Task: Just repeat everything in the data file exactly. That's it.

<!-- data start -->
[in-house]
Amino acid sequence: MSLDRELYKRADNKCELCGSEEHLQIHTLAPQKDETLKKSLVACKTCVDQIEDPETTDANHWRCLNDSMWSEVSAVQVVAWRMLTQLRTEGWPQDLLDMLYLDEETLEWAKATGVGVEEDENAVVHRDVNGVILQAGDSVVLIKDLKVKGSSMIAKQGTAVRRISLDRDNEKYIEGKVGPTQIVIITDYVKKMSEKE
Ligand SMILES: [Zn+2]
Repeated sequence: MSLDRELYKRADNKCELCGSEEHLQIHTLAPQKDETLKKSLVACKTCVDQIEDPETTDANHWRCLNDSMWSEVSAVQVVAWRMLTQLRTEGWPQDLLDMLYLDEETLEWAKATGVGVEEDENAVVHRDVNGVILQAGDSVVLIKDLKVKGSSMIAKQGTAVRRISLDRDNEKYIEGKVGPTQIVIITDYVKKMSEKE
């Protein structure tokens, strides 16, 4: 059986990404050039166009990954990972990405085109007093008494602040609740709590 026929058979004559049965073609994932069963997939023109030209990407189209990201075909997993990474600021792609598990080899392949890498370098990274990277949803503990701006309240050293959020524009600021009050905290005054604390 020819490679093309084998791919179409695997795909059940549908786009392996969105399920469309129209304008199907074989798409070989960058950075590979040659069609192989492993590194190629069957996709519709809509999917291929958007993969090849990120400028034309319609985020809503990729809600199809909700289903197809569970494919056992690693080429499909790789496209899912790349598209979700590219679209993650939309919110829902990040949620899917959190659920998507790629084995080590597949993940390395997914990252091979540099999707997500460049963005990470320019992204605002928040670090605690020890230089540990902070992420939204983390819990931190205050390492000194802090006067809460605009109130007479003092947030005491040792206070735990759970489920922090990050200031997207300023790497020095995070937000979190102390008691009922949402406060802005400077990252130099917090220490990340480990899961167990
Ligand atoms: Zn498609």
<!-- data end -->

[in-house]
Amino acid sequence: MSLDRELYKRADNKCELCGSEEHLQIHTLAPQKDETLKKSLVACKTCVDQIEDPETTDANHWRCLNDSMWSEVSAVQVVAWRMLTQLRTEGWPQDLLDMLYLDEETLEWAKATGVGVEEDENAVVHRDVNGVILQAGDSVVLIKDLKVKGSSMIAKQGTAVRRISLDRDNEKYIEGKVGPTQIVIITDYVKKMSEKE
Ligand SMILES: [Zn+2]
Repeated sequence: MSLDRELYKRADNKCELCGSEEHLQIHTLAPQKDETLKKSLVACKTCVDQIEDPETTDANHWRCLNDSMWSEVSAVQVVAWRMLTQLRTEGWPQDLLDMLYLDEETLEWAKATGVGVEEDENAVVHRDVNGVILQAGDSVVLIKDLKVKGSSMIAKQGTAVRRISLDRDNEKYIEGKVGPTQIVIITDYVKKMSEKE
């Protein structure tokens, strides 16, 4: 059986990404050039166009990954990972990405085109007093008494602040609740709590 026929058979004559049965073609994932069963997939023109030209990407189209990201075909997993990474600021792609598990080899392949890498370098990274990277949803503990701006309240050293959020524009600021009050905290005054604390 020819490679093309084998791919179409695997795909059940549908786009392996969105399920469309129209304008199907074989798409070989960058950075590979040659069609192989492993590194190629069957996709519709809509999917291929958007993969090849990120400028034309319609985020809503990729809600199809909700289903197809569970494919056992690693080429499909790789496209899912790349598209979700590219679209993650939309919110829902990040949620899917959190659920998507790629084995080590597949993940390395997914990252091979540099999707997500460049963005990470320019992204605002928040670090605690020890230089540990902070992420939204983390819990931190205050390492000194802090006067809460605009109130007479003092947030005491040792206070735990759970489920922090990050200031997207300023790497020095995070937000979190102390008691009922949402406060802005400077990252130099917090220490990340480990899961167990
Ligand atoms: Zn498609």